Poison and Antidote – Pharmaceutical Inorganic Chemistry B. Pharma 1st Semester

Poison and Antidote

Poison-and-Antidote

Poison and Antidote

Learning Objectives

At the end of this lecture, the student will be able to:

• Describe antidote

• Cyanide poisoning

• Explain the monograph analysis of: Sodium nitrite, Sodium thio sulphate, Activated charcoal

Poison

A poison is a substance that, when ingested, inhaled, or otherwise absorbed into the body, can cause harm or be fatal. Poisons can come from various sources, including chemicals, toxins, plants, or certain foods. They can have a wide range of effects on the human body, from mild discomfort to severe illness.

Antidote:

It may be defined as those substances, which react specifically with an ingested poison or toxic substance or an overdosage of a potent drug. They either neutralise the poison or its toxic effect or pharmacologically or chemically by converting them to non-toxic or less toxic forms.

An antidote is an agent which counteracts:

• A poison

• Overdosage of a potent drug

• Toxic substance

Mechanism of Action of Antidotes

Antidotes act by different mechanisms. The mechanisms of action of antidotes is given below:

1) Complex formation

2) Metabolic conversion

3) Prevention of toxic metabolite formation

4) By changing the physio-chemical nature of toxicant

5) Promotes return to normal function by repairing a defect or enhancing a function that corrects the effects of poison

Classification of Antidotes

Depending on their action, antidotes are classified as:

1) Chemical Antidotes: They act by usually by combining with the poison and thus changing the chemical nature of the poison so that it becomes inactive.

Eg: Sodium thio sulphate converts systemically toxic cyanide to nontoxic thio cyanate.

2) Physiological Antidotes: They act by producing the effect opposite to that of poison, or counter act the effect of poison physiologically.

Eg: Sodium nitrite converts hemoglobin to meth hemoglobin and prevents binding of cyanide ion.

3) Mechanical Antidotes: They act by usually preventing the absorption of poison in the body or expel out the poison by emesis or elimination through urine.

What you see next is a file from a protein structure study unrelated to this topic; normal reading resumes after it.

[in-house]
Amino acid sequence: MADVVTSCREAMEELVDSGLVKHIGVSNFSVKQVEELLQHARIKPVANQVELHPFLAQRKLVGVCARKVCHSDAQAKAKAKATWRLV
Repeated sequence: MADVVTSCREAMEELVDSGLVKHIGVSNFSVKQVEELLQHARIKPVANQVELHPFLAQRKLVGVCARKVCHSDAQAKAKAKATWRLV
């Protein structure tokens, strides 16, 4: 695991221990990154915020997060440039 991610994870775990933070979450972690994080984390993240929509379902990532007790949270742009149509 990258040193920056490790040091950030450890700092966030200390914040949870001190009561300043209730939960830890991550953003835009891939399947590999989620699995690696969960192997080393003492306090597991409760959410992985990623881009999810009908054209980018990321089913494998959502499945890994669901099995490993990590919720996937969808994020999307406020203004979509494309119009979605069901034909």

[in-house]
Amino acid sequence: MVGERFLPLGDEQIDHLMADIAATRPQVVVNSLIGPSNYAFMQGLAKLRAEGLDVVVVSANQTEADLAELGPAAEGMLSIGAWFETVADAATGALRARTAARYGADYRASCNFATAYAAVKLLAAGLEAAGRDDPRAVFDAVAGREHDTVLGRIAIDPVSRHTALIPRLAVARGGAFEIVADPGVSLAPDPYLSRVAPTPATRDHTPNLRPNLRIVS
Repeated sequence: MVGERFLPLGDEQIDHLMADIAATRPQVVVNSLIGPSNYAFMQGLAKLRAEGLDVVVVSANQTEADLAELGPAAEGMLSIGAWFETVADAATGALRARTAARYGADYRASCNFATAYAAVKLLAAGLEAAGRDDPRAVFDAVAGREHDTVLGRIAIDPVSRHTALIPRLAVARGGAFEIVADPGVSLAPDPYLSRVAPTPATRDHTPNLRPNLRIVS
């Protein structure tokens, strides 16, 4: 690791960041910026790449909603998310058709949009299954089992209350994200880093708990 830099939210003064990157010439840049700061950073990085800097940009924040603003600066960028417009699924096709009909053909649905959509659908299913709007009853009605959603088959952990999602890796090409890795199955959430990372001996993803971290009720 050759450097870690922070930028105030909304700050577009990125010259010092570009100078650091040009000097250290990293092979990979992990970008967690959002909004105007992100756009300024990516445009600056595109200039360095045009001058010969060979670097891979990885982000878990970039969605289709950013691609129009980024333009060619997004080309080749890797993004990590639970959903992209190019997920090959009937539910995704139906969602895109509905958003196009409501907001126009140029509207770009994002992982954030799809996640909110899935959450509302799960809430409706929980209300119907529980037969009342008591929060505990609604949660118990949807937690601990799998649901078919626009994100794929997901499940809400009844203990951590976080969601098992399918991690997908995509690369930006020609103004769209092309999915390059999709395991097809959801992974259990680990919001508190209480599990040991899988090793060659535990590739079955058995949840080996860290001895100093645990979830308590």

Eg: activated charcoal absorbs the toxic or poisons before it gets absorb across the intestinal wall.

Cause of Poisoning

Poisoning of the body can be ascertained due to various reasons:

 The most common poisoning occurs due to environmental contamination with heavy metals. This has led to food and water contamination.

 The poisoning also occurs because of insecticides or pesticides.

 The poisoning can also occur due to excessive use of drugs.

 The poisoning can also be due to intentional also to commit suicide.

Antidotes are generally discussed on heavy metals and cyanide poisoning.

Different types of poisoning

• Cyanide poisoning

• Heavy metal poisoning

• Food poisoning

• Water poisoning

Cyanide poisoning

Cyanide poisoning is a life-threatening condition caused by exposure to cyanide, a highly toxic chemical. It can result from industrial accidents, smoke inhalation, or the consumption of certain foods. Symptoms include rapid breathing, confusion, headache, and, in severe cases, seizures and loss of consciousness. Immediate medical attention is crucial in cases of suspected cyanide poisoning to prevent severe health consequences.

Cyanide Poisoning Causes 

Cyanide poisoning is a severe medical condition caused by exposure to cyanide, a highly toxic chemical compound. Common sources of cyanide exposure include industrial accidents, smoke inhalation, and the consumption of certain foods like apricot kernels.

Cyanide Poisoning Symptoms

The symptoms of cyanide poisoning can range from rapid breathing, confusion, and headache to more severe manifestations such as seizures and loss of consciousness. Prompt medical attention is essential in cases of suspected cyanide exposure, as delay can lead to life-threatening consequences.

Mechanism of action of Cyanide

• Inhibits cellular respiration – Cytochrome oxidase

• Tissues cannot utilize oxygen

• Tissues die

• Finally the person dies

Mechanism of action of drugs used for cyanide poisoning

Mechanism-of-action-of-drugs-used-for-cyanide-poisoning

Clinical Effects of Cyanide posioning

• CNS

– Headache

– Dizziness

– Seizures

– Coma

• Cardiovascular

– Hypertension, bradycardia

– Hypotension, later in course

– Cardiovascular collapse

Treatment for cyanide poisoning

The inorganic compound used are Sodium nitrite followed by Sodium thio sulphate

For cyanide poisoning two inorganic compounds, sodium nitrite and sodium thio sulphate is administered intravenously. The action of these two compound as follows:

Sodium nitrite is able to convert haemoglobin to meth haemoglobin, thus cyanide poisoning of Cytochrome enzyme is prevented. This process is reversible. So immediately after the injection of sodium nitrite a slow intravenous infusion of sodium nitrite is given. The nitrite ion reacts with the cyanide ion and converts to nontoxic thiocyanate, which is eliminated out through urine.

Monograph of Sodium nitrite

Name: Sodium nitrite

Chemical formula: NaNO2

Molecular weight: 68.09

Standards: Sodium nitrite contains not less than 97 per cent and not more than 101.0 per cent of NaNO2

Method of Preparation:

2Na2CO3 + 4NO + O2 à 4NaNO2 + 2CO2

Medical uses:

• Antidote for cyanide poisoning

• Vasodilator

Monograph of Sodium thiosulphate

Name: Sodium thiosulphate

Chemical formula: Na2S2O3,5H2O